Instrumentation: Duet Instruments: Clarinet
This version for band of Ponchielli’s Il Convegno – The Conversation was prepared for his first band in Piacenza between 1861-1864. Though the piano version had been dedicated to Alessandro Peri (b. 1814) and Massamiliano Sacchi (1812-1859), the soloists for this band version were principal clarinet, Celeste Celesti and A-flat clarinet, Vittorio Franchi. After 1864, Peri and Franchi were the likely soloists in Cremona. The 27-member band in Piacenza was barebones, requiring skill and endurance. This score is based on two principal resources - a band score in the Biblioteca statale in Cremona and the autograph score of the piano version held in the Ricordi Archives in Milan. An autograph score of the band version remains lost. The score order has been re-arranged for modern practice, and modern keys of instruments have been chosen.
Ponchielli wrote several letters to the mayor of Piacenza to complain that the band was too small for the concert spaces of that city. When he moved to Cremona (21 miles away), he received enthusiastic support and had a band of 37, which he deemed sufficient for the concert spaces there.
There is no documentation how scores from Piacenza were adapted to Cremona except for some scores suggesting how to add a Pelitone (BB-flat tuba) to the group. As only one set of parts from that era remains, one can never know. The Bombardone in the score are E-flat or F bass tubas.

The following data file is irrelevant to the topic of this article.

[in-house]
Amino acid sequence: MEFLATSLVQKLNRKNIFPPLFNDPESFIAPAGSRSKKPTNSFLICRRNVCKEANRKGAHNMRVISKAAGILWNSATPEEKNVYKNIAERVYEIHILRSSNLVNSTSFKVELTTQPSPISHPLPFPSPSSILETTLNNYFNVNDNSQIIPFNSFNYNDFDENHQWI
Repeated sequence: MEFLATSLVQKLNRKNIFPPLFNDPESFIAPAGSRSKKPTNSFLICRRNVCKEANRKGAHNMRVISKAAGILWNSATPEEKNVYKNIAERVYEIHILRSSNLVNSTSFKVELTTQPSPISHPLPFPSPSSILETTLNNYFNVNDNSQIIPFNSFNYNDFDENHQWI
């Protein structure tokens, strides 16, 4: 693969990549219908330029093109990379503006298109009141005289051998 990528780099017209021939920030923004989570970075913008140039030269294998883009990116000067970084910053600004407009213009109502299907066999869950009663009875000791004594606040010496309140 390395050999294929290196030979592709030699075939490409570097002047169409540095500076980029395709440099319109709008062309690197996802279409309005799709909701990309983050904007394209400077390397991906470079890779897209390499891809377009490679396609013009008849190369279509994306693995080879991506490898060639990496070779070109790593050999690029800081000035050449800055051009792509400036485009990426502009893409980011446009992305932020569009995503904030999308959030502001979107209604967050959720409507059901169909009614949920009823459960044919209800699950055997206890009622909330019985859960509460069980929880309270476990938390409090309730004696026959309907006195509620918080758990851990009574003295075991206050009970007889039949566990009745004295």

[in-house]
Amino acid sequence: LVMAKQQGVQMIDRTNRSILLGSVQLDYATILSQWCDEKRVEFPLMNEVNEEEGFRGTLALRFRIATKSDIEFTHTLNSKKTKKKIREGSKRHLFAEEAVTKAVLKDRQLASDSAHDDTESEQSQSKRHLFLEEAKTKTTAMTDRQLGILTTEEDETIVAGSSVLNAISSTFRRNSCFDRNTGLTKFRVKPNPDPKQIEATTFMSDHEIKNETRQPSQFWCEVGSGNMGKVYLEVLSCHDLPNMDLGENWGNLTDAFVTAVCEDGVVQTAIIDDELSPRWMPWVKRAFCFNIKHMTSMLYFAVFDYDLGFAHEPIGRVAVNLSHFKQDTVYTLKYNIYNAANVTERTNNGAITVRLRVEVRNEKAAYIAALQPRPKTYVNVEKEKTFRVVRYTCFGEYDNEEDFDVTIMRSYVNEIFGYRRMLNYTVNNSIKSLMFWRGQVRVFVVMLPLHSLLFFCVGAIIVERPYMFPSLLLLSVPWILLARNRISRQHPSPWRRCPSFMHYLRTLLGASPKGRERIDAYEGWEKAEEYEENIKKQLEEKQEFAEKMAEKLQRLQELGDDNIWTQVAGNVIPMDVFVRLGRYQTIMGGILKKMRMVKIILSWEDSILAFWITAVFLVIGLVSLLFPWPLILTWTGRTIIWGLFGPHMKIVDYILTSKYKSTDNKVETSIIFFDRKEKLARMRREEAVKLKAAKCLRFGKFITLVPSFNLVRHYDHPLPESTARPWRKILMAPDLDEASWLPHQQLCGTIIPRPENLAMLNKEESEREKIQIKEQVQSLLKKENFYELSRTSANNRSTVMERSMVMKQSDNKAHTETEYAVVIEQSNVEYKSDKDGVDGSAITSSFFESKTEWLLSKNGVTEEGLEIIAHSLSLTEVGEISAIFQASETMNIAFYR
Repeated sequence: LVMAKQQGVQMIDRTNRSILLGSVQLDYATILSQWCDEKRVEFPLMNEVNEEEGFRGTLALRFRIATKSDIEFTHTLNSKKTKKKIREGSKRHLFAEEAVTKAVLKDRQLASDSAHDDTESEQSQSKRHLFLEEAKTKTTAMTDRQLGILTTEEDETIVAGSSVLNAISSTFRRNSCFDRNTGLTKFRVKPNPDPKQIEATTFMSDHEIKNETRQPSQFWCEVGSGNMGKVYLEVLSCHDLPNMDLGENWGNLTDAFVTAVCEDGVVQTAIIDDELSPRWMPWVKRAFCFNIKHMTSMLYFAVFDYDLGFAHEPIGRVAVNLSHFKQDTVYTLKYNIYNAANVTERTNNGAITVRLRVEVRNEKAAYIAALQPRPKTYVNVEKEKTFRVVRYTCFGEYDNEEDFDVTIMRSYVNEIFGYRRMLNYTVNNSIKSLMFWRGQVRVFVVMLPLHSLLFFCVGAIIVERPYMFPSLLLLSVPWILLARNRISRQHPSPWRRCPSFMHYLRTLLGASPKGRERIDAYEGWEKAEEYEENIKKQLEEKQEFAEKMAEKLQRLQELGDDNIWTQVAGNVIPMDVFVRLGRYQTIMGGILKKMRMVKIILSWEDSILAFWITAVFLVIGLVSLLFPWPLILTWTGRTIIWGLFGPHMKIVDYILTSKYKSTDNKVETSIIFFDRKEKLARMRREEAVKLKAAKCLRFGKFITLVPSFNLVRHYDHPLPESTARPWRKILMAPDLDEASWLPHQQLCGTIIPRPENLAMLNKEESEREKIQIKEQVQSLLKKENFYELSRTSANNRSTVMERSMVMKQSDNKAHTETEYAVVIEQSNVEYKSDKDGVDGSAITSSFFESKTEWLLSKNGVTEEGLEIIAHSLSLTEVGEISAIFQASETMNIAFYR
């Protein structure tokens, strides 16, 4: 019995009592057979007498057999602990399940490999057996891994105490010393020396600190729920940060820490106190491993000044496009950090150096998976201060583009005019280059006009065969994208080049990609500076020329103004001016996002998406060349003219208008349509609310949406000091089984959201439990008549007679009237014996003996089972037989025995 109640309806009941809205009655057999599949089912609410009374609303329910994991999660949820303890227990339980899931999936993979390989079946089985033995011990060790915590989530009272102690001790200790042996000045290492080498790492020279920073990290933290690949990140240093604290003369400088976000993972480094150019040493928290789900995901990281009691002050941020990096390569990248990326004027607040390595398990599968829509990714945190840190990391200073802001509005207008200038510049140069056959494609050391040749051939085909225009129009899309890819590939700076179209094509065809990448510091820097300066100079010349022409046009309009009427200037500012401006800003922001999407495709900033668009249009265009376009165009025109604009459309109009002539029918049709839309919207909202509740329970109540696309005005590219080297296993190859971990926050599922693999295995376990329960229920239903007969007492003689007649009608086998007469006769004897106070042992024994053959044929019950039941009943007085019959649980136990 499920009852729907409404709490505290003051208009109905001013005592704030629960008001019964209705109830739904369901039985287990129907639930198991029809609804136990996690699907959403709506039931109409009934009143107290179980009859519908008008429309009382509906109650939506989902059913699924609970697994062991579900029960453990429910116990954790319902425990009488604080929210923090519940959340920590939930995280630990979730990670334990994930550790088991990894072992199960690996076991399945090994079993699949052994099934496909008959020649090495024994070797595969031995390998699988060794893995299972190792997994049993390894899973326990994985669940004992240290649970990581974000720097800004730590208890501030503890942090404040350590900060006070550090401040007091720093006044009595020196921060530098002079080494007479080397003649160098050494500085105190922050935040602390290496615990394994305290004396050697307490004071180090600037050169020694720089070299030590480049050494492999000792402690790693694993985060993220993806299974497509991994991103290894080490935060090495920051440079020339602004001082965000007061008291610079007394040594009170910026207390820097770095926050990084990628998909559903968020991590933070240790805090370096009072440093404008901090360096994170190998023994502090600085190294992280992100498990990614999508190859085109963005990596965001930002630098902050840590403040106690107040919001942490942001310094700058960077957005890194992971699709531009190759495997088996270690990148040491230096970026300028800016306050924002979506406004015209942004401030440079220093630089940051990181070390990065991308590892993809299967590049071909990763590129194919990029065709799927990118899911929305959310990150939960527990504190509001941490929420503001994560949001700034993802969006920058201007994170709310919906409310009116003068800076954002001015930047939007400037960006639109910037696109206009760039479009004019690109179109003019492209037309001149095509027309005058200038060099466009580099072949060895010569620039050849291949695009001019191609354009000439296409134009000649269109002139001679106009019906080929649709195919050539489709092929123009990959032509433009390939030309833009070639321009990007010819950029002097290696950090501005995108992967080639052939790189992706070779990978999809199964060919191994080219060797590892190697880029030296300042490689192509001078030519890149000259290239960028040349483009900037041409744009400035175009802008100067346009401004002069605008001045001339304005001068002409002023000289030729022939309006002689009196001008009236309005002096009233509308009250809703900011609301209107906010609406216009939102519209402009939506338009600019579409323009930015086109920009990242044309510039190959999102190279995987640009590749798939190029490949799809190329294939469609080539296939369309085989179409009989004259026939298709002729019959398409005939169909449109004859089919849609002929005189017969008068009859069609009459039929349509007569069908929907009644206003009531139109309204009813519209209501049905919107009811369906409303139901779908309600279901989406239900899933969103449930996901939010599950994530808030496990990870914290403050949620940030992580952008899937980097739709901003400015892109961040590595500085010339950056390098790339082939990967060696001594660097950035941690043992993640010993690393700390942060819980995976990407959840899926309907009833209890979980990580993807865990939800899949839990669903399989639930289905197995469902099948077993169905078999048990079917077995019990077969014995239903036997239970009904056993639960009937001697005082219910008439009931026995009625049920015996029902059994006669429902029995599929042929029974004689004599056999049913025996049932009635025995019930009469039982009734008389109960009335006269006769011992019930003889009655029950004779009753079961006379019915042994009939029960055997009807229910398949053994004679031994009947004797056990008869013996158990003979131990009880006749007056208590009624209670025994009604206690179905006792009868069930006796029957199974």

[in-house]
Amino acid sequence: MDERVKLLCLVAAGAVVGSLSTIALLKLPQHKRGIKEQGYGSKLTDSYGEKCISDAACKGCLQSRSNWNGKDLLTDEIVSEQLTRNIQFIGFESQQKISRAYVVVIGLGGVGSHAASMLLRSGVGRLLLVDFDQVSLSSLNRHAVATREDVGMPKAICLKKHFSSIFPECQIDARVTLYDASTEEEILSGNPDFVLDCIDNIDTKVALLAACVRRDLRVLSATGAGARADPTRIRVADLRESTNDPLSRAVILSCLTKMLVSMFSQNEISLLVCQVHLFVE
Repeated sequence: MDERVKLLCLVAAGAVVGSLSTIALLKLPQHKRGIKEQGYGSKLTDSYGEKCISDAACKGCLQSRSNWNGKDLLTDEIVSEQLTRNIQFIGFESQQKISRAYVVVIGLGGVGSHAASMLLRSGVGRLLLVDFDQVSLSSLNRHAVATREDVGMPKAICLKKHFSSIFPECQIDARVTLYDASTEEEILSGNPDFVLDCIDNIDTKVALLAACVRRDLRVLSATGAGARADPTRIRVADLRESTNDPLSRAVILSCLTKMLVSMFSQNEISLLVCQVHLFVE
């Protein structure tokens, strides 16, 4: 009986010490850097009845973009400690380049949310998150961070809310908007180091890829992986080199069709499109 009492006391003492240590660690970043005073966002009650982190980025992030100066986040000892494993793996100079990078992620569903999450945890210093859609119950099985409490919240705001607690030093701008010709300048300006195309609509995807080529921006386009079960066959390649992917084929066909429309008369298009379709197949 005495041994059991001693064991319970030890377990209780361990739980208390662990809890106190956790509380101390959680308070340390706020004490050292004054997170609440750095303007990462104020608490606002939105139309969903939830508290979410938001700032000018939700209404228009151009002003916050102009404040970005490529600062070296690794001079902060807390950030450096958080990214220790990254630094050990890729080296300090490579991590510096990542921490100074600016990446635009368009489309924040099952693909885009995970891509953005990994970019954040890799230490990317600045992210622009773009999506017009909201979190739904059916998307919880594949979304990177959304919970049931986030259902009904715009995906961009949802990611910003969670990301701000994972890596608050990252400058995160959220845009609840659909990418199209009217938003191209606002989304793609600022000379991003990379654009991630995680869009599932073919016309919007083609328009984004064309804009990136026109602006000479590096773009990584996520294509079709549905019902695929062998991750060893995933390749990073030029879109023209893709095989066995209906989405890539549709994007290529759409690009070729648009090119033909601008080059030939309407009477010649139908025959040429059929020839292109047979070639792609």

Any modern performance of this work should remain within the general parameters of the original bands. While such groups of varied instrumentation are classified as “wind ensembles,” they are still bands.
The percussion consists of snare drum, bass drum, and crash cymbals. “Cassa sola” means “only bass drum.” “Tutti” indicates that the cymbal part is to be tastefully performed from the bass drum part. One percussionist performed both parts in Ponchielli’s bands.
For greater authenticity, the “Flicorno” part was preferred by Ponchielli to be played and doubled by a flugelhorn and a cornet. There is an autograph letter in the State Archives in Piacenza where he states this.
The solo clarinet parts are derived from the autograph piano score held in the Ricordi Archives. Many errors that were made by Ponchielli himself in preparing the autograph solo parts were carried to those published parts. The solo parts here reflect 14 hours of work correcting these parts. The most significant discovery was the omission of the word “lusingando” – “flattering” at measure 170. The autograph parts and published parts required the two soloists to stop and simultaneously turn to the next page. At this point they agree. In a chamber setting with piano, the audience understands and responds with laughter. However, a performance in a larger setting one can clarify the occasion better by having the soloists shake handsand then turn the page.
Il Convegno has been a staple of the clarinet repertoire since its publication in 1857.
This edition allows new generations of clarinetists to perform it anew,
|Delivery||PDF download, Shipped (printed)|
|Publisher||Cimarron Music Press|